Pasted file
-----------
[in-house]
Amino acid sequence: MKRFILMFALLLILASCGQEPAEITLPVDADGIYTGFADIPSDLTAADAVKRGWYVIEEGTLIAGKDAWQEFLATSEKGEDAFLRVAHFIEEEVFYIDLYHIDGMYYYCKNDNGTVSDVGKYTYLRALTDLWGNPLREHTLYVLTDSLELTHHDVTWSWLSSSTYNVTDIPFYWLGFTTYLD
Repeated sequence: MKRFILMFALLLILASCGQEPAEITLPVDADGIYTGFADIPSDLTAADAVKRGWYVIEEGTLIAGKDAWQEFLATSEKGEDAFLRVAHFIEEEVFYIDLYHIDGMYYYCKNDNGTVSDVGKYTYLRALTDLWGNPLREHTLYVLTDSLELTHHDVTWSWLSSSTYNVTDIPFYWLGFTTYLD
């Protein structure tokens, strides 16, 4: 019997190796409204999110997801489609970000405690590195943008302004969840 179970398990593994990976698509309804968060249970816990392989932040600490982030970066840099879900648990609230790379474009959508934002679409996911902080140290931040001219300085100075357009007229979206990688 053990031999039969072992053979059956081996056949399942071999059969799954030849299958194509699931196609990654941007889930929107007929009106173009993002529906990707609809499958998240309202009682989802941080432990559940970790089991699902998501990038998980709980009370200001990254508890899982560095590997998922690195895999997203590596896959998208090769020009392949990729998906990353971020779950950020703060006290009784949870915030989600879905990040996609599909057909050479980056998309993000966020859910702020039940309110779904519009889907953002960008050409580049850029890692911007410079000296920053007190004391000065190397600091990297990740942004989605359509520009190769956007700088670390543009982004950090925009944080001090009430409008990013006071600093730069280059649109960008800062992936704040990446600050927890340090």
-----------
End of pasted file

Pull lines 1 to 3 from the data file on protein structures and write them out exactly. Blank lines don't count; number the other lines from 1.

[in-house]
Amino acid sequence: MKRFILMFALLLILASCGQEPAEITLPVDADGIYTGFADIPSDLTAADAVKRGWYVIEEGTLIAGKDAWQEFLATSEKGEDAFLRVAHFIEEEVFYIDLYHIDGMYYYCKNDNGTVSDVGKYTYLRALTDLWGNPLREHTLYVLTDSLELTHHDVTWSWLSSSTYNVTDIPFYWLGFTTYLD
Repeated sequence: MKRFILMFALLLILASCGQEPAEITLPVDADGIYTGFADIPSDLTAADAVKRGWYVIEEGTLIAGKDAWQEFLATSEKGEDAFLRVAHFIEEEVFYIDLYHIDGMYYYCKNDNGTVSDVGKYTYLRALTDLWGNPLREHTLYVLTDSLELTHHDVTWSWLSSSTYNVTDIPFYWLGFTTYLD